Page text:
"Ugh!" She pushed it back, "Get that away from me."
"But it's due Monday," he said, pushing it out once more, "don't you want to work on it?"
"Can't we say we did and not?"
"Listen," he said, touching the book that lay on the table with his finger, "The kids in here are friends and the older one helps the younger one through something he already went through. I had big trouble with this part last year for a little bit so I know it's tough." He pushed the math sheet a little closer to her, "Just take a look."
She sighed. "All right...if you put it that way." She gazed down at the sheet, and immediately the glyphs on the page began to wiggle and twitch. It was like reading a sentence without spaces in it. She could barely tell where one thing started and the other thing ended. Worsened from the three or four pairs of parenthesis, her dyslexia was having a field-day throwing all the symbols around wherever it wanted.
"Apples grow on trees but grapes grow on leaves..." She said, placing a hand over her eyes. "Apples grow on leaves but grapes grow—aw dang it, I switched it again!"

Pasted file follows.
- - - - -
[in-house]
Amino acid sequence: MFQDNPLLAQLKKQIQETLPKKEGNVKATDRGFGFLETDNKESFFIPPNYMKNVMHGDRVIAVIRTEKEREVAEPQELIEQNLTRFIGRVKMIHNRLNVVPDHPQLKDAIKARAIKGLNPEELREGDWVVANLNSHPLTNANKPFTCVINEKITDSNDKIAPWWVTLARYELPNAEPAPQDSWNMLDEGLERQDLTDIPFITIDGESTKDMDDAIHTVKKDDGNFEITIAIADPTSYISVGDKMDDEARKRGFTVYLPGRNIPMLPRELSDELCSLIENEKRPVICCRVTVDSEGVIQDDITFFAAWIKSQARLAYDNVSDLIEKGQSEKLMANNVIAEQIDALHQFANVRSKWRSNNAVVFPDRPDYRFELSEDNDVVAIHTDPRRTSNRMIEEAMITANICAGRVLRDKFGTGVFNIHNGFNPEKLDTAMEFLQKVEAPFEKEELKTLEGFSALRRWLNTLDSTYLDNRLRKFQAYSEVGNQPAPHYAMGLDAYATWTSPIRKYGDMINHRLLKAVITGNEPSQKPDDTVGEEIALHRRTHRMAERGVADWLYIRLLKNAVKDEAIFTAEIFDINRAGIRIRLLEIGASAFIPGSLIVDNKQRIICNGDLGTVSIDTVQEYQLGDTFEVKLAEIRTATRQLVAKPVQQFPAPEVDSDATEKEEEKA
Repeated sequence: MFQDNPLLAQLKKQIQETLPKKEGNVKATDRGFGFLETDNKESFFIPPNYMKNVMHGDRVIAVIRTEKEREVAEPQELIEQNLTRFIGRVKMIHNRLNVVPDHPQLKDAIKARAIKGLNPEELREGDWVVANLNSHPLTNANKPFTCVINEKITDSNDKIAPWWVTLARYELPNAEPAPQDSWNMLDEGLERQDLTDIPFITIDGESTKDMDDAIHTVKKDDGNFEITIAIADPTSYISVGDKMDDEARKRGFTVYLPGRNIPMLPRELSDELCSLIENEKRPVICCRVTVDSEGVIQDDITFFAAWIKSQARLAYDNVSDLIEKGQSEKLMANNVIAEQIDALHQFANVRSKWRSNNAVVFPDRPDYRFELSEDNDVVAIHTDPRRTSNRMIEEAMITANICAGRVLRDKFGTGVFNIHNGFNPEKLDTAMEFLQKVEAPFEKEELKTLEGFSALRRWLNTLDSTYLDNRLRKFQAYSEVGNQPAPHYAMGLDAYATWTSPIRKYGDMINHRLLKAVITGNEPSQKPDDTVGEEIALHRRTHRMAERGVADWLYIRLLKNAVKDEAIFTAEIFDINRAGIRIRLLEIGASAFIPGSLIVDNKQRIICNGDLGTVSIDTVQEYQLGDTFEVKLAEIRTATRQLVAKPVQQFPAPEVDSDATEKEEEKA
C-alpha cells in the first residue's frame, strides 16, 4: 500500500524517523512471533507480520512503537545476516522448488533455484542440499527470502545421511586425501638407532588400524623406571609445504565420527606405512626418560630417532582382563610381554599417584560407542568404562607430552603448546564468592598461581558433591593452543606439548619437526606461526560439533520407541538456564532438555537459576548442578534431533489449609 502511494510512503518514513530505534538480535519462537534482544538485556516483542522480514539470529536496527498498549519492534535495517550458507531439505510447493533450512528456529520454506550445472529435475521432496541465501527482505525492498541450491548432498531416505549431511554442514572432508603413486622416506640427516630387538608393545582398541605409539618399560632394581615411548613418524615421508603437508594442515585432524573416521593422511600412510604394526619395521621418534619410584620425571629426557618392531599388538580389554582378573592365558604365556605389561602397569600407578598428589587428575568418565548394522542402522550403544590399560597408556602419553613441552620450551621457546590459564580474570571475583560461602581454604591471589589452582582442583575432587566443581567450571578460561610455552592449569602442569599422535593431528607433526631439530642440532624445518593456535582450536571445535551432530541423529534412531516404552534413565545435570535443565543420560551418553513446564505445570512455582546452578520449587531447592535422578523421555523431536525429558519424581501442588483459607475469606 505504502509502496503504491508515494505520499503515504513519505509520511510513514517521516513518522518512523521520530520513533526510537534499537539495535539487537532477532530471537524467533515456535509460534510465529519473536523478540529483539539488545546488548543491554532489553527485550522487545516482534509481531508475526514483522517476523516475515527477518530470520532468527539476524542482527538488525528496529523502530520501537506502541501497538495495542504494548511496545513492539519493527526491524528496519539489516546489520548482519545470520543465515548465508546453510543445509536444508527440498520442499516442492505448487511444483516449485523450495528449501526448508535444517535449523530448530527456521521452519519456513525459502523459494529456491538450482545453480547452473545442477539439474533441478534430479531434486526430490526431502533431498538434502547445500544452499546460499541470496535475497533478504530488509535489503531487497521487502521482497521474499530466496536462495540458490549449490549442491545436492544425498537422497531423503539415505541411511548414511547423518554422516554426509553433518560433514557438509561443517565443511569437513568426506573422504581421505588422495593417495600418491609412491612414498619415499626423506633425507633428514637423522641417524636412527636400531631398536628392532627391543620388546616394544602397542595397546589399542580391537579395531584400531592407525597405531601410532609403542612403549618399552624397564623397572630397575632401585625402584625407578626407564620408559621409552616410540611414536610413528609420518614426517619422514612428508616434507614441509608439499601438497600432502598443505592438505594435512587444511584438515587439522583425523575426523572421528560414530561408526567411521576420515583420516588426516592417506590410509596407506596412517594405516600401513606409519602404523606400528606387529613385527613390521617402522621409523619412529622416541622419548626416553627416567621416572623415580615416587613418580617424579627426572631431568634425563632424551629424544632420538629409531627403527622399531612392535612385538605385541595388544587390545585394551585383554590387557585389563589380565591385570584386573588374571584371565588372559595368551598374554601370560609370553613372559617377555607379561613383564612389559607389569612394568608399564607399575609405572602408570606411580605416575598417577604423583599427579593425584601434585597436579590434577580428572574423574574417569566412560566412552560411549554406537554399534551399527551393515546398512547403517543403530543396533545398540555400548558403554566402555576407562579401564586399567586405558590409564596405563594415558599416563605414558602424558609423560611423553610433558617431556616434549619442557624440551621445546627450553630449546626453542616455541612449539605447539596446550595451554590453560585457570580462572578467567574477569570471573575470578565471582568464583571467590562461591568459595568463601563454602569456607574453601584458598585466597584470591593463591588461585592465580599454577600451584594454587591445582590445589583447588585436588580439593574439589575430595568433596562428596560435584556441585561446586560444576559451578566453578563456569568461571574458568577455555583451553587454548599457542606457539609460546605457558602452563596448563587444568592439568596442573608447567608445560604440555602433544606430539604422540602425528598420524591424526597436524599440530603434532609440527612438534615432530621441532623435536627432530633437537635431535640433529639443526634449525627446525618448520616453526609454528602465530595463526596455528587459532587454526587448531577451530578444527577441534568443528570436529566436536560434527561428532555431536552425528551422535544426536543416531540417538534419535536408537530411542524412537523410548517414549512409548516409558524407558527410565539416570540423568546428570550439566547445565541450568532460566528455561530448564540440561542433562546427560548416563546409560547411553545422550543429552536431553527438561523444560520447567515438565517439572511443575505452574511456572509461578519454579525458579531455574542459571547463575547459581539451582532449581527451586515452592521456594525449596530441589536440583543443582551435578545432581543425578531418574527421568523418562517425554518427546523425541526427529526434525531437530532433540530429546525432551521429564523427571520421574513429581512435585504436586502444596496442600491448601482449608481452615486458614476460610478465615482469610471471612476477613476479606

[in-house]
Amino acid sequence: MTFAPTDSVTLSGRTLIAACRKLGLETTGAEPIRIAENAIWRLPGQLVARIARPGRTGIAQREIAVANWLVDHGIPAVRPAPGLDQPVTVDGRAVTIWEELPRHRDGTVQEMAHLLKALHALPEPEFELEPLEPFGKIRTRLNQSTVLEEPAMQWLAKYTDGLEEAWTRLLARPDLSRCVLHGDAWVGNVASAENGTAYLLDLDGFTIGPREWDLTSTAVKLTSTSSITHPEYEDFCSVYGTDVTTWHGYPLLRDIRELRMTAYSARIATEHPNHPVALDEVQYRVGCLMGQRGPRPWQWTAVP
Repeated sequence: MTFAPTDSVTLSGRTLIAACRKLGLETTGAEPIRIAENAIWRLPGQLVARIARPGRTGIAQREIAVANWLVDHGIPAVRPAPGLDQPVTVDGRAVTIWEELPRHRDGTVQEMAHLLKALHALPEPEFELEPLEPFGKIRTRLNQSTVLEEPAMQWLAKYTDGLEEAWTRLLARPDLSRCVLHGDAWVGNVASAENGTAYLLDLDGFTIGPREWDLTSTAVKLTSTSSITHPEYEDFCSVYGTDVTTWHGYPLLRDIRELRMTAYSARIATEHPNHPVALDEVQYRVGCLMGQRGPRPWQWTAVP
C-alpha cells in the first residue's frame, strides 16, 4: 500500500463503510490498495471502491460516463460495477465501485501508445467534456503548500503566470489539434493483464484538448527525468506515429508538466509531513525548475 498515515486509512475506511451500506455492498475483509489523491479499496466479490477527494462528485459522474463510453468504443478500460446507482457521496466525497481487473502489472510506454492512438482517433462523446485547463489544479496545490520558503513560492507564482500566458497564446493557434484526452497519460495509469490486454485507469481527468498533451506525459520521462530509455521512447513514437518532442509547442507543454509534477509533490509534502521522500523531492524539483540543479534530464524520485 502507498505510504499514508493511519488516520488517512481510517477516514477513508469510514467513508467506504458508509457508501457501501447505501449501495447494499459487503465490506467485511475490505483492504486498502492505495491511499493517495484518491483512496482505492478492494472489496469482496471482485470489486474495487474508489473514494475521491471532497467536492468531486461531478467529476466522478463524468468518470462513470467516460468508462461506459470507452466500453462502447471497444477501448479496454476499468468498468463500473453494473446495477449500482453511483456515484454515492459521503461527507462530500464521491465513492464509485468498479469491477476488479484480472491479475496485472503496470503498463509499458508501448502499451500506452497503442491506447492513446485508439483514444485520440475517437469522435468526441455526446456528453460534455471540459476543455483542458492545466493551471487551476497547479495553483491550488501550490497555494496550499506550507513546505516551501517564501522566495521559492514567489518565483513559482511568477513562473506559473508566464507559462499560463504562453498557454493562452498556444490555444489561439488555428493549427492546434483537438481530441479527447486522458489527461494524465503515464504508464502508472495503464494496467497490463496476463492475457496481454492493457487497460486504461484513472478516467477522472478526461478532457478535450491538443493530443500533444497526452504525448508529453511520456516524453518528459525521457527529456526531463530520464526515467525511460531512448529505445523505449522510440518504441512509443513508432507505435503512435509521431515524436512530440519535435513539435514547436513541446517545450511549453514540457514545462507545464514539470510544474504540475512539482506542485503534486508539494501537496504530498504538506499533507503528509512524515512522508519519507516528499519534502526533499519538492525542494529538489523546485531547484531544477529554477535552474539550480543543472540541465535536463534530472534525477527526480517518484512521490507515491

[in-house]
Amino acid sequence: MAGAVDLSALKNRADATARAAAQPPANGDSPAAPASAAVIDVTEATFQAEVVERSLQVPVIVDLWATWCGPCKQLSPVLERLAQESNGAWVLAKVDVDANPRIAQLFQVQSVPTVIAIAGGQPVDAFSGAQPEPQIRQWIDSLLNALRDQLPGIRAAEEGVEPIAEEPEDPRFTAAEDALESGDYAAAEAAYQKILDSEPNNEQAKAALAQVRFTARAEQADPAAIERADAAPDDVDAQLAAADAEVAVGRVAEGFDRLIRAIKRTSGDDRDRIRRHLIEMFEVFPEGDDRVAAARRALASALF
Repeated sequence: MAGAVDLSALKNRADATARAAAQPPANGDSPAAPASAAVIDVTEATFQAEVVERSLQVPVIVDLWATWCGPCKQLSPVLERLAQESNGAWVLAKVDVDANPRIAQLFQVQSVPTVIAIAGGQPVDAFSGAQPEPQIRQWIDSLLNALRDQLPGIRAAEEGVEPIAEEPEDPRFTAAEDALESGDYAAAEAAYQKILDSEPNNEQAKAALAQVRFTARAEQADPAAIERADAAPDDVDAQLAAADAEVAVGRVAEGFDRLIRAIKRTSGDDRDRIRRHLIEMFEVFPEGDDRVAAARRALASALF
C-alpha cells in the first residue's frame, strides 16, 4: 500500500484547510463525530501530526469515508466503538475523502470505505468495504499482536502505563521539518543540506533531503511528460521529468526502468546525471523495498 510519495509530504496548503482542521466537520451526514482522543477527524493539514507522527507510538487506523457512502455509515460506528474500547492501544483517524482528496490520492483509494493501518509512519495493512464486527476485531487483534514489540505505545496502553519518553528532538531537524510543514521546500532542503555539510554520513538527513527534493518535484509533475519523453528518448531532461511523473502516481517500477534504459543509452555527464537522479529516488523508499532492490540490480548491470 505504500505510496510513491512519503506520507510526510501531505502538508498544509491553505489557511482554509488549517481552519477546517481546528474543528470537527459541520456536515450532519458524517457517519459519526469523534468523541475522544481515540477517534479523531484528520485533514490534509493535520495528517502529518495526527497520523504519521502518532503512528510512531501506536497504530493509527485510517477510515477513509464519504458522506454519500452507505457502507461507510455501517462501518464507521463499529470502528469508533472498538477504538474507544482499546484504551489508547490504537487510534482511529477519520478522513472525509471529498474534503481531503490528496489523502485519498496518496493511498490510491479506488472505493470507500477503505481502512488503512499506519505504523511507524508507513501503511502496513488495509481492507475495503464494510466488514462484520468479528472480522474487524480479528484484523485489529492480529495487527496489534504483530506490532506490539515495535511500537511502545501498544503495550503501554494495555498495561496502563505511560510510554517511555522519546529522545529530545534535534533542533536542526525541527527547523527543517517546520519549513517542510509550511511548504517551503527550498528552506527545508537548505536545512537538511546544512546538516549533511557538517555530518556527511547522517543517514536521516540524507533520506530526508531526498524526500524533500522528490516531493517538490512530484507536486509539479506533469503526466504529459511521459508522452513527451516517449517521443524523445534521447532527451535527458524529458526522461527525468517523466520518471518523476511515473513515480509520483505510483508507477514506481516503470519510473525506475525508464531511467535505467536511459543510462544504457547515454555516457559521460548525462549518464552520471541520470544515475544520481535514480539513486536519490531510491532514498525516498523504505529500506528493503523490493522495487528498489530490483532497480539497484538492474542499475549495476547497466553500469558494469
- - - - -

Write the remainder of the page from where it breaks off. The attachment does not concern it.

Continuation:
"What the heck are you saying?"
She opened her eyes and blushed. "I-uhm..." She swallowed. "Well, I don't really like telling people this but... you told me about your..." she didn't want to say the word dad, "So...I guess it's only fair to tell you." She took in a breath, as if to brace herself. "I... have dyslexia..."
She waited for a smirk, a sneer, a twitch in his face to show bemusement. But there was none. It was as relaxed and sharp as ever, his odd stare an unreadable blank slate. "You do know what dyslexia is, don't you?"
He reached out and plucked the paper from her grasp.
"Hey! You're not supposed to take things from people."
"Keep your voice down, it's a library," he said, and fished in his backpack. A moment later he retrieved an 8-pack of colored pencils, and dumped them onto the table as quietly as he could. They clinked and clacked and schripped as he moved them around and picked the blue one up. He began writing, and not a second after the pencils began to roll. He growled, catching them and gathering them into a misshapen heptagon in his grasp.
He pulled the black pencil up and shoved it back down, and then went for the red pencil on the side. He hooked it against the blue pencil in his hand and began writing with it.